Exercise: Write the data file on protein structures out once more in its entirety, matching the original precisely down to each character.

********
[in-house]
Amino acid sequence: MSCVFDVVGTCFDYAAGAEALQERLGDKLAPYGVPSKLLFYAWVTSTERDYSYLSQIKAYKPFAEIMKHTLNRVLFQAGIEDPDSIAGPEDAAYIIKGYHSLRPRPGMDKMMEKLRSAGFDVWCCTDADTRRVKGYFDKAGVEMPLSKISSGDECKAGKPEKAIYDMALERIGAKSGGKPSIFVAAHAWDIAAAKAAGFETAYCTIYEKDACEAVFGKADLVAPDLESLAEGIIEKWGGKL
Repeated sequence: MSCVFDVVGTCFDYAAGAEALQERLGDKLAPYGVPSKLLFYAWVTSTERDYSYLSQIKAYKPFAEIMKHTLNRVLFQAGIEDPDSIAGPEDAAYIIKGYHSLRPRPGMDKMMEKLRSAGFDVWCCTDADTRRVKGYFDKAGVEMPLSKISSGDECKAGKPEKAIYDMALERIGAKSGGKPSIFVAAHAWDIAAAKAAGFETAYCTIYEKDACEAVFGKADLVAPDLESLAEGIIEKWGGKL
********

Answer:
[in-house]
Amino acid sequence: MSCVFDVVGTCFDYAAGAEALQERLGDKLAPYGVPSKLLFYAWVTSTERDYSYLSQIKAYKPFAEIMKHTLNRVLFQAGIEDPDSIAGPEDAAYIIKGYHSLRPRPGMDKMMEKLRSAGFDVWCCTDADTRRVKGYFDKAGVEMPLSKISSGDECKAGKPEKAIYDMALERIGAKSGGKPSIFVAAHAWDIAAAKAAGFETAYCTIYEKDACEAVFGKADLVAPDLESLAEGIIEKWGGKL
Repeated sequence: MSCVFDVVGTCFDYAAGAEALQERLGDKLAPYGVPSKLLFYAWVTSTERDYSYLSQIKAYKPFAEIMKHTLNRVLFQAGIEDPDSIAGPEDAAYIIKGYHSLRPRPGMDKMMEKLRSAGFDVWCCTDADTRRVKGYFDKAGVEMPLSKISSGDECKAGKPEKAIYDMALERIGAKSGGKPSIFVAAHAWDIAAAKAAGFETAYCTIYEKDACEAVFGKADLVAPDLESLAEGIIEKWGGKL